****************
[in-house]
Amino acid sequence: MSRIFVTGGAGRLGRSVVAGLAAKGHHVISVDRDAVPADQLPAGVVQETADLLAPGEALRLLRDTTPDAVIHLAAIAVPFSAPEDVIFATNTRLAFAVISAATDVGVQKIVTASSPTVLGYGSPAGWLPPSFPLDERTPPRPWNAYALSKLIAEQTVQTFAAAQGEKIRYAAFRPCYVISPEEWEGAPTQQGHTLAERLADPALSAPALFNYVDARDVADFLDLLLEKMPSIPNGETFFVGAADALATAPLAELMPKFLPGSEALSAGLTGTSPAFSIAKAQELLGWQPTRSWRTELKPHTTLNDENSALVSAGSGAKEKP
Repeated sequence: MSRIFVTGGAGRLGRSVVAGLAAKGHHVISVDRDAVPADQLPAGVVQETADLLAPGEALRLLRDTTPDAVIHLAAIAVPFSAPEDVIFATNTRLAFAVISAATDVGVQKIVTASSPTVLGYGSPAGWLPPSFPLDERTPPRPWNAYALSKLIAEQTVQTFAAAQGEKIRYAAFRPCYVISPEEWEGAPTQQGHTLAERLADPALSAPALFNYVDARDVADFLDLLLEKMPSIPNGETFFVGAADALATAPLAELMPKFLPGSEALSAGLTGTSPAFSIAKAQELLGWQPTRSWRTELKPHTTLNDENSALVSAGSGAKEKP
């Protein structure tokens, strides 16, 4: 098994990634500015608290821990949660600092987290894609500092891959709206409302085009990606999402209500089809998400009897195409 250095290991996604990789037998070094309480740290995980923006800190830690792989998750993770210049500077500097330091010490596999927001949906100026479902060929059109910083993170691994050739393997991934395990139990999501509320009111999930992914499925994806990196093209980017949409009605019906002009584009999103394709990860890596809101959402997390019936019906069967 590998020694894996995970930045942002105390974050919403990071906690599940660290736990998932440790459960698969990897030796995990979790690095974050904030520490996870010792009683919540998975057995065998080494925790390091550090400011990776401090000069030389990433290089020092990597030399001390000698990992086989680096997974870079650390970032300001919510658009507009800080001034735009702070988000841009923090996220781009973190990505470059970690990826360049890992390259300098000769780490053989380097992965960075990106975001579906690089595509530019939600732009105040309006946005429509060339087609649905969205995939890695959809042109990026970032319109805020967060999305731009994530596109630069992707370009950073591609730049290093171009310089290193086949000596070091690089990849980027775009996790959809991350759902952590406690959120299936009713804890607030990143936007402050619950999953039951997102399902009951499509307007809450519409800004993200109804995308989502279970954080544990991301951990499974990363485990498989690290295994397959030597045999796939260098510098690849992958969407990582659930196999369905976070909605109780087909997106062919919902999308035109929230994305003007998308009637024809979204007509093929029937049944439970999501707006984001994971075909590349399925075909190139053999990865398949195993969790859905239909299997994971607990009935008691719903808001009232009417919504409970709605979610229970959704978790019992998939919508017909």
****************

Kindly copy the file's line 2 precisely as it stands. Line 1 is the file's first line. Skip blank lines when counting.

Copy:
Amino acid sequence: MSRIFVTGGAGRLGRSVVAGLAAKGHHVISVDRDAVPADQLPAGVVQETADLLAPGEALRLLRDTTPDAVIHLAAIAVPFSAPEDVIFATNTRLAFAVISAATDVGVQKIVTASSPTVLGYGSPAGWLPPSFPLDERTPPRPWNAYALSKLIAEQTVQTFAAAQGEKIRYAAFRPCYVISPEEWEGAPTQQGHTLAERLADPALSAPALFNYVDARDVADFLDLLLEKMPSIPNGETFFVGAADALATAPLAELMPKFLPGSEALSAGLTGTSPAFSIAKAQELLGWQPTRSWRTELKPHTTLNDENSALVSAGSGAKEKP